While it’s claimed only 6% of Kiwi medicinal cannabis users access it legally, let’s not forget that was in 2020, with the Medicinal Cannabis Scheme only taking effect in April that year. Nearly two years on and we’ve seen big improvements, with Helius gaining a GMP licence to manufacture medicines last year and set to export this year.
Every GP in New Zealand is now able to prescribe medicinal cannabis – but let’s remember it’s still a very new frontier of natural care. The endocannabinoid system was only discovered around 30 years ago so wasn’t part of many of our GPs’ medical training. This is one of the reasons the Drug Foundation is correct with its observation that it remains hard to get a prescription because doctors are not comfortable enough to prescribe the products.
Massey University’s study assessing the scheme’s progress also concluded that “there is a need for further investment in general practitioner information and training to improve confidence in prescribing cannabis products”. I wholeheartedly agree.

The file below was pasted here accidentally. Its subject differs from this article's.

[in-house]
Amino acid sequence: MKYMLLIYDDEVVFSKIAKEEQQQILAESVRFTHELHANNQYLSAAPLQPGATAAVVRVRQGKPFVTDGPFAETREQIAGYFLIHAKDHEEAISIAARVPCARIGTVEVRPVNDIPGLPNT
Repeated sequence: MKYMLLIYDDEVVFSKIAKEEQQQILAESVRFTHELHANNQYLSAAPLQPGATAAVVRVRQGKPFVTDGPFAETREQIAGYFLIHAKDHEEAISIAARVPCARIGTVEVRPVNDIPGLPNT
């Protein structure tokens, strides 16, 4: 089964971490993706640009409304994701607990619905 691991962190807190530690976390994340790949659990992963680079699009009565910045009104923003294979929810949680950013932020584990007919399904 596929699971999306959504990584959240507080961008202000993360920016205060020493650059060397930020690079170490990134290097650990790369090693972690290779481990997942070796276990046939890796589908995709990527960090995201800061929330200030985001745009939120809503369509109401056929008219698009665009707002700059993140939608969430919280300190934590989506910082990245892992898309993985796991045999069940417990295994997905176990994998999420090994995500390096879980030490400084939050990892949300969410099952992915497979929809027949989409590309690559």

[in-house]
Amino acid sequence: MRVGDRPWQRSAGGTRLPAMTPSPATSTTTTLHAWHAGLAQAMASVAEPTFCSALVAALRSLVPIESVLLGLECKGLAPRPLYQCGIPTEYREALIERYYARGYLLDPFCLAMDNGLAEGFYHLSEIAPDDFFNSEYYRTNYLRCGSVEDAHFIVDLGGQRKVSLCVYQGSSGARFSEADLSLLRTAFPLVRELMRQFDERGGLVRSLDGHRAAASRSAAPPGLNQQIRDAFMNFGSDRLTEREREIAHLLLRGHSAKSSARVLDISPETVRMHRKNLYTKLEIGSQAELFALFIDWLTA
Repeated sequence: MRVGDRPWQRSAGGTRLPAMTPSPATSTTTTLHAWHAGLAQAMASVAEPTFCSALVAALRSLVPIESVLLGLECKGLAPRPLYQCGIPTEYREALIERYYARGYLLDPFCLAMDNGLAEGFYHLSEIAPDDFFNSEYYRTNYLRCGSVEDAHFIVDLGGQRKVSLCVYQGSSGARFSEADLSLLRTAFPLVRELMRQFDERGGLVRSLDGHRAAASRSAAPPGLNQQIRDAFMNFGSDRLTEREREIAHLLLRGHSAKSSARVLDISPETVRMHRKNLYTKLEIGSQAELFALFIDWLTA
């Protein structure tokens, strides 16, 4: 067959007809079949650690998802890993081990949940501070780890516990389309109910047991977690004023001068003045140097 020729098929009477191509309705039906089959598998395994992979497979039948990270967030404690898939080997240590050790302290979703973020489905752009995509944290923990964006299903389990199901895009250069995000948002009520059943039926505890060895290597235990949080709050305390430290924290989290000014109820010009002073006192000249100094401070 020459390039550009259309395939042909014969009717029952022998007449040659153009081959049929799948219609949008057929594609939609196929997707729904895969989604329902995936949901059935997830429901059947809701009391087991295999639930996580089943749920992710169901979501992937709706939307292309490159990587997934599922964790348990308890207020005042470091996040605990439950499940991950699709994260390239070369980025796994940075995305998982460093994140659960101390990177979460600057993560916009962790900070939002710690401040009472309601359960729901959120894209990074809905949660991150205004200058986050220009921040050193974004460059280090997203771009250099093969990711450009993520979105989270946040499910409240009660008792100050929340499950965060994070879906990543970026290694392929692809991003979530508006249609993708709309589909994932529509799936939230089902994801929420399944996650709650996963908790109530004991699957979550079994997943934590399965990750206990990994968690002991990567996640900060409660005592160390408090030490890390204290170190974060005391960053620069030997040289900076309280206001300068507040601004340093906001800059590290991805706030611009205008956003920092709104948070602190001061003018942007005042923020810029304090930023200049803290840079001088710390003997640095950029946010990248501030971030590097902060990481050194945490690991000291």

Thankfully, many more Kiwi healthcare professionals are already genuinely curious and actively educating themselves. We know this not only through recent prescription data, but through greater registrations to educational resources like mcinfo.com and events such as MedCan, specifically designed to improve prescriber knowledge.
As for prices, I can only point to the minister’s observations about what locally manufactured CBD products are achieving when compared to imported brands. Further, he noted at MedCan that “supply and demand economics should see consumer prices come down as more products come to market”.